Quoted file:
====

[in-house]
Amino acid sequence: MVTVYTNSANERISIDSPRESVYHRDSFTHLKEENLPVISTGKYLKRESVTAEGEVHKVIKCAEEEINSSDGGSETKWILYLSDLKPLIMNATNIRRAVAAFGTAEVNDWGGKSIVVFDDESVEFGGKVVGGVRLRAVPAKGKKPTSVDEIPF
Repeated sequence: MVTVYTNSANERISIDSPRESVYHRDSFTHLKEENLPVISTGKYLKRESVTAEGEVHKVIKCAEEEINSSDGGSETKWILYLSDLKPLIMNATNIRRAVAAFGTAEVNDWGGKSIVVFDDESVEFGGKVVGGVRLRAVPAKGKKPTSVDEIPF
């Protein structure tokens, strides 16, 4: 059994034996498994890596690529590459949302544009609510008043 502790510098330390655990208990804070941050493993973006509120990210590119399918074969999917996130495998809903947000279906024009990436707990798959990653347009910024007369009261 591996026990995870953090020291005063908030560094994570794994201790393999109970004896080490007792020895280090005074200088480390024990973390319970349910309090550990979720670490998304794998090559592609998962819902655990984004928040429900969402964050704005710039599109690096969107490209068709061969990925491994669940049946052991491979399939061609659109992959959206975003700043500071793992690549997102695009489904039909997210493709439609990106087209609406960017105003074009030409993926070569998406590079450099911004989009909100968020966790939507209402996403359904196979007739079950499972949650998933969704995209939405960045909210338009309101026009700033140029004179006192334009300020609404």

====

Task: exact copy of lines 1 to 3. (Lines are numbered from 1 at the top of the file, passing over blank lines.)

[in-house]
Amino acid sequence: MVTVYTNSANERISIDSPRESVYHRDSFTHLKEENLPVISTGKYLKRESVTAEGEVHKVIKCAEEEINSSDGGSETKWILYLSDLKPLIMNATNIRRAVAAFGTAEVNDWGGKSIVVFDDESVEFGGKVVGGVRLRAVPAKGKKPTSVDEIPF
Repeated sequence: MVTVYTNSANERISIDSPRESVYHRDSFTHLKEENLPVISTGKYLKRESVTAEGEVHKVIKCAEEEINSSDGGSETKWILYLSDLKPLIMNATNIRRAVAAFGTAEVNDWGGKSIVVFDDESVEFGGKVVGGVRLRAVPAKGKKPTSVDEIPF